Gang who brought £250k worth of heroin to Newport are sentenced
Seven men and two women have been sentenced for their parts in a £250,000 drug gang. Crime reporter BEN FRAMPTON has the exclusive.
A DRUGS gang responsible for bringing in almost £250,000 worth of heroin into Newport has been jailed for a total of 42 years.
Yesterday, five more people were given prison sentences totalling 26 years for their roles in bringing the Class A drug along the M4 corridor from London and distributing it throughout South Wales to places including Newport, Barry and Swansea.
This follows three men being locked up for 16 years in 2012 as part of the same supply chain.
Prosecutor Hywel Hughes told Cardiff Crown Court yesterday that Carl Matthews, 40, and Gareth Jarvis, 28, both of Gaskell Street, Newport, “stood at the pinnacle of this operation.”
Matthews would meet a London-based Albanian man at various service stations along the M4 between July and December 2011. There, he would pick up consignments of drugs before bringing them back to Newport and storing them either in the wheelie bin or buried in the gravel in the garden of Jarvis’ home in Lysaght Avenue which he shared with then-girlfriend Fiona Walbey, 23, now of Phillip Court, Newport.
On November 30, 2011, police were watching the gang and saw Matthews pull up outside Jarvis’ home and go inside carrying a bag before coming out six minutes later empty-handed.
They raided the house and found Michael Fayers, 31, of Llanthewy Road, Newport, stood in the kitchen just feet away from the bag which contained four solid blocks of heroin, wrapped in socks.
Each block weighed around 500g and had been cut, so each had a street value of around £50,000, totalling £200,000.
Upstairs, police found Jarvis and his cousin Richard Conibeer, 23, of Fernside, Lliswerry, along with a cannabis cultivation system in the attic, 34 cannabis plants and £4,000.
Mr Hughes also said Fayers, whom he described as Jarvis’ lieutenant, had been stopped by police in July 2011 after he was seen coming out of the home of Jason Croft, who was jailed last year for his role in the conspiracy, and getting in a taxi. A search revealed 59 separate wraps of heroin of various weights.
Jarvis was jailed for ten years, Matthews for eight and Fayers for seven.
Conibeer got 12 months, but due to time spent on remand, was allowed to walk from court and Walbey was given a 26-week jail sentence, suspended for 12 months. They all pleaded guilty.
Yesterday’s sentencing follows three others who were locked up last year as part of the same conspiracy, this time involving the supply of £45,000 worth of the drug.
In August, Stewart Evans, 28, of Morgan Street, Croft, 30, of Hawksworth Grove, and Kevin Williams, 30, of Clevedon Road, all Newport, pleaded guilty to conspiracy to supply heroin between January 31 and July 2, 2011.
Evans and Croft were sentenced to six years in prison, while Williams was sentenced to four years.
Evans’ partner, Katie Dyer, 23, of Lilleshall Street, Newport, pleaded guilty to possession of cannabis, 50 ecstasy tablets and criminal property and was given a 12- month community order with a supervision requirement.
How a phone call led police to heart of drug gang
OFFICERS were initially alerted to the activities of the gang after a call was received reporting suspicious activity in Caerleon on March 18, 2011, which led to the arrests of Jason Croft, Kevin Williams and Stuart Evans over the following four weeks after being found in possession of heroin with a street value of £1,000.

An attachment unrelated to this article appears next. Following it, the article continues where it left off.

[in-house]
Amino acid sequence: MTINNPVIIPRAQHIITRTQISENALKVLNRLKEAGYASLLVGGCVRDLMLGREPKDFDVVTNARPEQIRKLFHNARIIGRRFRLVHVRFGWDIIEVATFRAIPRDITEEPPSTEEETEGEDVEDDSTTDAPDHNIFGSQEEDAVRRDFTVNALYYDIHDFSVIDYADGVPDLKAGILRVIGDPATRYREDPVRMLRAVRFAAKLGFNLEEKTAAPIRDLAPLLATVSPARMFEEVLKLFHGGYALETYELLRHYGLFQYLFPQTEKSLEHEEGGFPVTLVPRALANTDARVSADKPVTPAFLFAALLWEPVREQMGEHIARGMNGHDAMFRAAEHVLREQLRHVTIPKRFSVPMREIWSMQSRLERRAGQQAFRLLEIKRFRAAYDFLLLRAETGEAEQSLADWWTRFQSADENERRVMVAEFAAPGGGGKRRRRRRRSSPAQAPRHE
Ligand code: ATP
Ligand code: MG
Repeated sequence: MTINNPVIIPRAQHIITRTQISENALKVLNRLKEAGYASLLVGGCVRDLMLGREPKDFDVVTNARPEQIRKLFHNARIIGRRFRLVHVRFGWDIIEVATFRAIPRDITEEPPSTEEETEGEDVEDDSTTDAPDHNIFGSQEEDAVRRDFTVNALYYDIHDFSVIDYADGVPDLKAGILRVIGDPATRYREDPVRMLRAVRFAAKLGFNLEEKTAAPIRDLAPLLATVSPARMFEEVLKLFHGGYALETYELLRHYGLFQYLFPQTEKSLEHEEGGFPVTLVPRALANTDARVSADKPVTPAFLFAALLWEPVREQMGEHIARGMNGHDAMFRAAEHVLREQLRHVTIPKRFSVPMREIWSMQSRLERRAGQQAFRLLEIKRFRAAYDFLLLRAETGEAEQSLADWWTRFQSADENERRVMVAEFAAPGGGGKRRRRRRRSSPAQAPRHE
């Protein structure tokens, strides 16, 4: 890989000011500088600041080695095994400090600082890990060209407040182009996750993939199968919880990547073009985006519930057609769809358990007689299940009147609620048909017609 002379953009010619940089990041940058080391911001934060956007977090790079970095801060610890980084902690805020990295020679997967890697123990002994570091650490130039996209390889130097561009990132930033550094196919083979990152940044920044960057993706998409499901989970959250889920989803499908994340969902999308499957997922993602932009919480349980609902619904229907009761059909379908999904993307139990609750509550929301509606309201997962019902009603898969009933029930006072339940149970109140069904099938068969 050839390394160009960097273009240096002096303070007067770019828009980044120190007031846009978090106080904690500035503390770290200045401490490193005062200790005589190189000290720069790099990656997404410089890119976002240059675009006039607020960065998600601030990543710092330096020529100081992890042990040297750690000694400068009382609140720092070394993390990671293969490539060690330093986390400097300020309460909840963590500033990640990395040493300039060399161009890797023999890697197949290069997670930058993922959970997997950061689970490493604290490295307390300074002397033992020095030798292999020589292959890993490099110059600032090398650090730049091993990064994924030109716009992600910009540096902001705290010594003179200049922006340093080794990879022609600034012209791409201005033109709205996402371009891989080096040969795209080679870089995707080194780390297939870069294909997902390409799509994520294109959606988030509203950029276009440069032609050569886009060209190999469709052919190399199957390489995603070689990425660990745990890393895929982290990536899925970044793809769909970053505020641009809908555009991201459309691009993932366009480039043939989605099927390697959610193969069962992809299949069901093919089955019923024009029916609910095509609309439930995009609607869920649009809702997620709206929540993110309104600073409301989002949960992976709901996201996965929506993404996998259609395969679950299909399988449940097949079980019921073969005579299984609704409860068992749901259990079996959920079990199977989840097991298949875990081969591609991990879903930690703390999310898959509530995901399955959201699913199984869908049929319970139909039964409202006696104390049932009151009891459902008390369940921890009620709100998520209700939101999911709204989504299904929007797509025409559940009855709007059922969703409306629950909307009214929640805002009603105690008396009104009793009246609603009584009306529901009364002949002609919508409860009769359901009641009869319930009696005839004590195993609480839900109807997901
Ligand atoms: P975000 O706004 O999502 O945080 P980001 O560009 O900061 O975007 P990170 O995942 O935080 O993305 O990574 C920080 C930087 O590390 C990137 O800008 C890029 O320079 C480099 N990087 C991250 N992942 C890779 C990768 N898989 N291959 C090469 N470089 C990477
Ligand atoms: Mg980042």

Based on the information gathered, officers investigating wanted to make arrests further up the supply chain and Operation Hawkeye was established.
The operation involved covert surveillance of Jarvis due to mobile phone records linking him to the mobile phones taken from Croft, Fayers and Williams.
DC Paul Jones, the officer in the case, said: "Building the case against the group took a considerable amount of dedication and team work. We gathered evidence of meetings and conversations which were held all over Gwent and the information we gathered ultimately led us to the source of the drugs in London.
"I’m very proud of the work we have done, results like this make all the hard work worthwhile and help to improve the safety of the public who we serve."
Detective Inspector Matthew Sedgebeer, who oversaw the operation, added: "The fact that this entire operation started because a member of the public picked up the phone to report suspicious activity just goes to show how important it is to report things to the police."
Jarvis early guilty plea 'act of showing real regret'
JARVIS admitted conspiracy to supply Class A drugs and producing Class B drugs. His defence counsel, Stephen Thomas, said Jarvis admitted he was a retail seller and takes full responsibility for his actions.
Matthews pleaded guilty to conspiracy to supply Class A drugs. Robert Duvall, mitigating, said his early guilty plea was “the responsible act of a man who genuinely and deeply regrets his involvement in this enterprise.”
Hilary Roberts, for Conibeer, who pleaded guilty to producing Class B drugs, said his client had already spent 12 and a half months on remand, the equivalent to a 25-month prison sentence, so he was allowed to go free.
Harry Baker, for Michael Fayers, who admitted two counts of conspiracy to supply Class A drugs, said he pleaded guilty at an early stage and was involved to fund his own heroin habit.
On behalf of Walbey, who admitted permitting her premises to be used to supply a drug of Class A and permitting her premises to be used to produce a drug of Class B, James Evans said she had no idea of the scale of what was happening at her house and wasn’t aware Class A drugs were involved.